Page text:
Penn State University, which could be considered the home and birthplace of Positive Psychology, states,
"Positive Psychology is one of the most innovative, relatively new, approaches to psychology.
It involves the scientific study of the strengths and virtues that enable individuals and communities to thrive."
Positive Psychology begins on a positive foundation, that of building on one's strengths with a positive goal in sight, rather than the negative foundation of modern psychiatry, which basically matches symptoms with a disorder.
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The Positive Psychology Center at Penn State University, promotes research, training, education, and the dissemination of Positive Psychology.
This field is founded on the belief that people want to lead meaningful and fulfilling lives, to cultivate what is best within themselves, and to enhance their experiences of love, work, and play.
Core Principles of Positive Psychology
Positive Psychology has three central concerns:
1. Positive emotions, which might be considered to be related to emotion-psychology
2. Positive individual traits, and
3. Positive institutions.
Understanding positive emotions
entails the study of contentment with the past, happiness in the present, and hope for the future. Understanding positive individual traits consists of the study of the strengths and virtues, such as the capacity for love and work, courage, compassion, resilience, creativity, curiosity, integrity, self-knowledge, moderation, self-control, and wisdom.
Understanding positive institutions entails the study of the strengths that foster better communities, such as justice, responsibility, civility, parenting, nurturance, work ethic, leadership, teamwork, purpose, and tolerance.
Another definition of Positive Psychology states,
is a recent branch of psychology that "studies the strengths and virtues that enable individuals and communities to thrive". Positive psychologists seek "to find and nurture" genius, creativity and talent, as well as "to make normal life more fulfilling", not to cure mental illness.
Abraham Maslow was an influence for the Positive Psychology movement.
Background of the Development of Positive Psychology
Several humanistic psychologists such as Abraham Maslow, Carl Rogers, and Erich Fromm
developed successful theories and practices that involved human happiness. Recently the theories of human flourishing developed by these humanistic psychologists have found empirical support from studies by humanistic and positive psychologists, such as in the area of self-determination theory.
Martin Seligman, Penn State, University, founder of Positive Psychology - Photo - TED: Ideas worth sharing
in positive psychology include: Martin Seligman, Ed Diener, Mihaly Csikszentmihalyi, C. R. Snyder, Christopher Peterson, Barbara Fredrickson, Donald Clifton, Albert Bandura, Shelley Taylor, Charles S. Carver, Michael F. Scheier, and Jonathan Haidt.
Martin Seligam and the Birth of Positive Psychology
Influence of Abraham Maslow -
Focus on "mental illness" by psychiatry, not a healthy foundation for psychology
Martin Seligman is considered the father of the modern positive psychology movement, and chose positive psychology as the theme for his term as president of the American Psychological Association. The term itself first originated with Abraham Maslow, who, in 1954 in his book Motivation and Personality, first coined the term.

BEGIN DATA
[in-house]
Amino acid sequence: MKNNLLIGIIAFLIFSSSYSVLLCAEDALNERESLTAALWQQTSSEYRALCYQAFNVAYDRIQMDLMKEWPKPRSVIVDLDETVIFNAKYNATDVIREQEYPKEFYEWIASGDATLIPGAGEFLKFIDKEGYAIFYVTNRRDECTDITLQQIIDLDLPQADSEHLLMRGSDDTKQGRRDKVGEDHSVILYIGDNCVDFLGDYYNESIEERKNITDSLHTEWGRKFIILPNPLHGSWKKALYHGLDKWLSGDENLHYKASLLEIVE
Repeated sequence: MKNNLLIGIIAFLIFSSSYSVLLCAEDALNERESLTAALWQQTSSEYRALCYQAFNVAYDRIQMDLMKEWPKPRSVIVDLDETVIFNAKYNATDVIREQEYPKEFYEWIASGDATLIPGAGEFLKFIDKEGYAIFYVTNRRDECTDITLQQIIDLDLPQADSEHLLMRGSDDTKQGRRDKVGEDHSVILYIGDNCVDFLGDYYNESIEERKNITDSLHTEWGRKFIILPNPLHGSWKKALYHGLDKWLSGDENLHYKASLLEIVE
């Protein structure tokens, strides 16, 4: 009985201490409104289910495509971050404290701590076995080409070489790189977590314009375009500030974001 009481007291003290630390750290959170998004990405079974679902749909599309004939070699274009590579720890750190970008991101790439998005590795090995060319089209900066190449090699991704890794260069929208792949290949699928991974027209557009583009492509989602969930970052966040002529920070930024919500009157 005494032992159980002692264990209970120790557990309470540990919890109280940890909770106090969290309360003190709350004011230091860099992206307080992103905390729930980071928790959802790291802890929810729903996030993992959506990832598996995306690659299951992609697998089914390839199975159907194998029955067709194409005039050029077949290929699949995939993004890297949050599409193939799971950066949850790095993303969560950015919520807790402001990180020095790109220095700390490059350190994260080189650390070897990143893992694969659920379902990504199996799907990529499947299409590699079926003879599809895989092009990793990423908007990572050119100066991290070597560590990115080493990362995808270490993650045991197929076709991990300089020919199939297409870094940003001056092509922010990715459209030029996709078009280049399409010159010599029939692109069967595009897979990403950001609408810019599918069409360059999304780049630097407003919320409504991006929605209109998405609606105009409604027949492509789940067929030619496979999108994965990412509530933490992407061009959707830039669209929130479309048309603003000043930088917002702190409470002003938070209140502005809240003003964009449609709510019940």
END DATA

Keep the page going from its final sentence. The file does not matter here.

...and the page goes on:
Seligman candidly observed that for the past fifty years clinical psychology "has been consumed by a single topic only - mental illness", echoing Maslow's comments. He urged psychologists to continue the earlier missions of psychology of nurturing talent and improving normal life. This observation by Maslow and Seligman does have much relevance.
Why the Positive Psyhology Movement
The modern practice of psychology, and especially that of
has overemphasized the
and drug treatment, partly because it is fast, easy, convenient, as well as profitable for both practicioners,
and drug companies.
In doing this, much of the field of
, especially, has become one in which symptoms are determined, a label is assigned to the disorder, to the person, and the next consequential step usually involves
, possibly accompanied by additional therapy.
The opposite of positive is negative, and this negative foundation of labeling
and treatment, which is the most common approach in modern psychiatry
based on the "medical model" of mental health, sometimes leads to a guilty until proven innocent mentality in the psychiatric world.
For this reason, persons can be labeled much too hastily, and that label can put one into a mind-set of compliance and apathy with regards to improving their situation.
Positive Psychology takes the opposite approach, building on strengths, searching for the positive, not assuming that a label needs to be attached unless absolutely necessary. For this reason, it can be a much more beneficial framework or springboard from which to begin when considering the subject of psychology, a much needed breath of fresh air, coming not too long after atypical antipsychotics
were introduced into the mainstream.
The first positive psychology summit took place in 1999. The First International Conference on Positive Psychology took place in 2002.
Ideology of Positive Psychology
Positive Psychology does reflect ideas that have been expressed in world religions and philosophy. The ideals of